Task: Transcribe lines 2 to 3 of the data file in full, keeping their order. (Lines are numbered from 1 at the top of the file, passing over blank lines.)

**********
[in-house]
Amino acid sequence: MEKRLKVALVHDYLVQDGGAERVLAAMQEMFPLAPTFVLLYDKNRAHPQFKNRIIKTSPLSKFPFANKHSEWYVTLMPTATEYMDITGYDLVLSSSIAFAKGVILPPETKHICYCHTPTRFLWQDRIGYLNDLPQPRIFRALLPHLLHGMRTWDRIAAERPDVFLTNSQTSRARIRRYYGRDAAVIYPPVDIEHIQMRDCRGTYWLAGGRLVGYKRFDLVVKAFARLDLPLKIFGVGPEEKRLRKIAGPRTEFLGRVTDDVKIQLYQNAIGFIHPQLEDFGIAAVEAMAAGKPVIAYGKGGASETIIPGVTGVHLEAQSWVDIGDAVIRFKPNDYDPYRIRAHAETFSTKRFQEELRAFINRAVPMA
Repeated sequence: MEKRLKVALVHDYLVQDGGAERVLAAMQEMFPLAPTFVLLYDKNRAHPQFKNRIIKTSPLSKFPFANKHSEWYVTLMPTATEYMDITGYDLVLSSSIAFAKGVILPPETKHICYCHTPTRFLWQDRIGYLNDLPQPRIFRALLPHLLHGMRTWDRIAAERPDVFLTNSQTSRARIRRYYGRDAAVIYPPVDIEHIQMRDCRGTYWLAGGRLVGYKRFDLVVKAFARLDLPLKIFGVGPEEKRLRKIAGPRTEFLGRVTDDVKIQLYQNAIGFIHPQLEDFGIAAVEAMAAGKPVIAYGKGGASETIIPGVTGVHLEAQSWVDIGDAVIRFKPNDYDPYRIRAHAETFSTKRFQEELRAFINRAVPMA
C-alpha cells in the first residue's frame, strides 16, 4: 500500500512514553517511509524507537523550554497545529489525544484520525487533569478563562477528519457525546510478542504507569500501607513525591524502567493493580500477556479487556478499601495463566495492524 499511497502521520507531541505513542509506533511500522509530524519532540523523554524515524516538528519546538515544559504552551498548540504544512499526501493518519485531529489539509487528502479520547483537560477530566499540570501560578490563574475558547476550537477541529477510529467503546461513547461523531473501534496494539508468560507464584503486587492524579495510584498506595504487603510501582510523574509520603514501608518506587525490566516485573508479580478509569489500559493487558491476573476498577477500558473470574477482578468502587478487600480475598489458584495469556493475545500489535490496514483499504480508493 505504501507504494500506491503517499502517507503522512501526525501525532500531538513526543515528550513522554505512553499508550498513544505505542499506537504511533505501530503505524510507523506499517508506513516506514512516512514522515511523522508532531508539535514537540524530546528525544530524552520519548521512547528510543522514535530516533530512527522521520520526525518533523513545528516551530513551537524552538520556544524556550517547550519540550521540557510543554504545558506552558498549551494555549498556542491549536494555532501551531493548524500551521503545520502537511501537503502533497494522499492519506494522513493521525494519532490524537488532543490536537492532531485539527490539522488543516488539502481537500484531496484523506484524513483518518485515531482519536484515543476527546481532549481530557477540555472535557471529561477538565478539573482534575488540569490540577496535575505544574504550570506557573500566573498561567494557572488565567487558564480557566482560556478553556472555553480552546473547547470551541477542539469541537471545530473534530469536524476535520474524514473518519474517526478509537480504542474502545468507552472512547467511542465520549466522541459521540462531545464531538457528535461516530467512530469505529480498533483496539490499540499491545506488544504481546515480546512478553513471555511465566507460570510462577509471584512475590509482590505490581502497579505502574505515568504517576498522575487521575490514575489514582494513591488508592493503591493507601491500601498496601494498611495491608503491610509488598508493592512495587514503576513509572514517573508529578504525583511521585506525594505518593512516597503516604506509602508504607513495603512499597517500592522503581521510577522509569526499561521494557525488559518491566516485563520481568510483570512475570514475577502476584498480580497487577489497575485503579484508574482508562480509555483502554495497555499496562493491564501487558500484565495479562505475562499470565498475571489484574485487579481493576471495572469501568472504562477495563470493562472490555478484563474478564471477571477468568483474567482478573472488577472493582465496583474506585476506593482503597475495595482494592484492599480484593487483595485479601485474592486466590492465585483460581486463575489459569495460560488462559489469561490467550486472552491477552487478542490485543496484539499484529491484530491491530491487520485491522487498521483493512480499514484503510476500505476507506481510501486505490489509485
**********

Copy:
Amino acid sequence: MEKRLKVALVHDYLVQDGGAERVLAAMQEMFPLAPTFVLLYDKNRAHPQFKNRIIKTSPLSKFPFANKHSEWYVTLMPTATEYMDITGYDLVLSSSIAFAKGVILPPETKHICYCHTPTRFLWQDRIGYLNDLPQPRIFRALLPHLLHGMRTWDRIAAERPDVFLTNSQTSRARIRRYYGRDAAVIYPPVDIEHIQMRDCRGTYWLAGGRLVGYKRFDLVVKAFARLDLPLKIFGVGPEEKRLRKIAGPRTEFLGRVTDDVKIQLYQNAIGFIHPQLEDFGIAAVEAMAAGKPVIAYGKGGASETIIPGVTGVHLEAQSWVDIGDAVIRFKPNDYDPYRIRAHAETFSTKRFQEELRAFINRAVPMA
Repeated sequence: MEKRLKVALVHDYLVQDGGAERVLAAMQEMFPLAPTFVLLYDKNRAHPQFKNRIIKTSPLSKFPFANKHSEWYVTLMPTATEYMDITGYDLVLSSSIAFAKGVILPPETKHICYCHTPTRFLWQDRIGYLNDLPQPRIFRALLPHLLHGMRTWDRIAAERPDVFLTNSQTSRARIRRYYGRDAAVIYPPVDIEHIQMRDCRGTYWLAGGRLVGYKRFDLVVKAFARLDLPLKIFGVGPEEKRLRKIAGPRTEFLGRVTDDVKIQLYQNAIGFIHPQLEDFGIAAVEAMAAGKPVIAYGKGGASETIIPGVTGVHLEAQSWVDIGDAVIRFKPNDYDPYRIRAHAETFSTKRFQEELRAFINRAVPMA